In operation, each track winding of the profile head 26 senses an alterating magnetic pattern and converts it into an electronic signal on the lines 29--29. These signals are amplified, by the amplifiers 31--31, and rectified and digitized in the appropriate assembly 32 for compatibility with CMOS logic. Each of the ten signals is applied to the "OR" circuit 33 which switches when any track detects the leading edge margin 16 of a document. The "OR" circuit 33 provides maximum assurance that the leading edge margin 16 is detected when a document is torn. When the "OR" circuit 33 switches, a timing sequence commences that is critical for both a profile location and a pattern track selection timing. When the "OR" circuit 33 switches, it sets the flip flop 34 which enables the counter 36 to commence counting. The counter 36 increments one count with each high speed currency handling machine clock cycle. As the clock pulses are applied to the counter 36 at a constant frequency, and as the documents are transported along the high speed currency handling machine at a constant speed, the clock frequency is directly proportional to the distance that a document travels. Consequently, the quantity stored in the counter 36 indicates the longitudinal position of the document aligned under the profile head 26. When the counter 36 reaches the quantity 1100, the trailing edge 19 of the document has passed the pattern head 27. At this time, the flip flop 34 is reset, which, in turn, resets the counter 36 to the quantity zero until the next document arrives at the profile head 26.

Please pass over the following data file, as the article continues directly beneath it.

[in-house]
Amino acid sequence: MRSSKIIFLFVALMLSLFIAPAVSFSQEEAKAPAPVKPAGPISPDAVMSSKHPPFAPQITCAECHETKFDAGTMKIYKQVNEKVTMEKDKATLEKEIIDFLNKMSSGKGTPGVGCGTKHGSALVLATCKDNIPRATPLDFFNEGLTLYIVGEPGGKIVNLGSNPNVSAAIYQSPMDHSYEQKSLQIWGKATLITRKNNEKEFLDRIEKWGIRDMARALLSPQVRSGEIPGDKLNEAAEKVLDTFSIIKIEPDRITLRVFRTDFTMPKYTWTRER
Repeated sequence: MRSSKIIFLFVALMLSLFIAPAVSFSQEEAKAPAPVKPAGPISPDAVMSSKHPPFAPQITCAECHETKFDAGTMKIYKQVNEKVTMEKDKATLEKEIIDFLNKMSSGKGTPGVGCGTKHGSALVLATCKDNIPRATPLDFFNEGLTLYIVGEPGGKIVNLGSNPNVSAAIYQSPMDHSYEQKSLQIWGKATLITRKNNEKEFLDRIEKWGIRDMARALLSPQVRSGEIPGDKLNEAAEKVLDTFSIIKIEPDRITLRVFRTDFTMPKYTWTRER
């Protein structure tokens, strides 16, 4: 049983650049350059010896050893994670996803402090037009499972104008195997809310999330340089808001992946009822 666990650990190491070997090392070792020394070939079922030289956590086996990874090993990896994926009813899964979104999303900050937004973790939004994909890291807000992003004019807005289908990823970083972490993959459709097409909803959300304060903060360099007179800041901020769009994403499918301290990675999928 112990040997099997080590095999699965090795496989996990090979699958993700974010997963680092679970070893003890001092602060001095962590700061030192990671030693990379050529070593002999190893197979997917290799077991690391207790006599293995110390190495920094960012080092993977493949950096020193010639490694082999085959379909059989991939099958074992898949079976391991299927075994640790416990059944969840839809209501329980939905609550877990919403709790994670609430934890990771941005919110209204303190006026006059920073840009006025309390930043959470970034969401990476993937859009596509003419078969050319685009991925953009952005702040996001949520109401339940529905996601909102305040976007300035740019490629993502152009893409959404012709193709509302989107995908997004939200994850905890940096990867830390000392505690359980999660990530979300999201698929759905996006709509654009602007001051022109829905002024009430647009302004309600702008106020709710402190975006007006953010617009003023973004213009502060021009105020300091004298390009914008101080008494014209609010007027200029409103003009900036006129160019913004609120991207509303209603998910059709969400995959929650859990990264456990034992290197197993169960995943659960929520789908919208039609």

The timing signals for the logic 38, shown generally within a dashed border, are derived from the counter 36 quantity, and are provided by the timer 37 which is coupled to the output of the counter 36.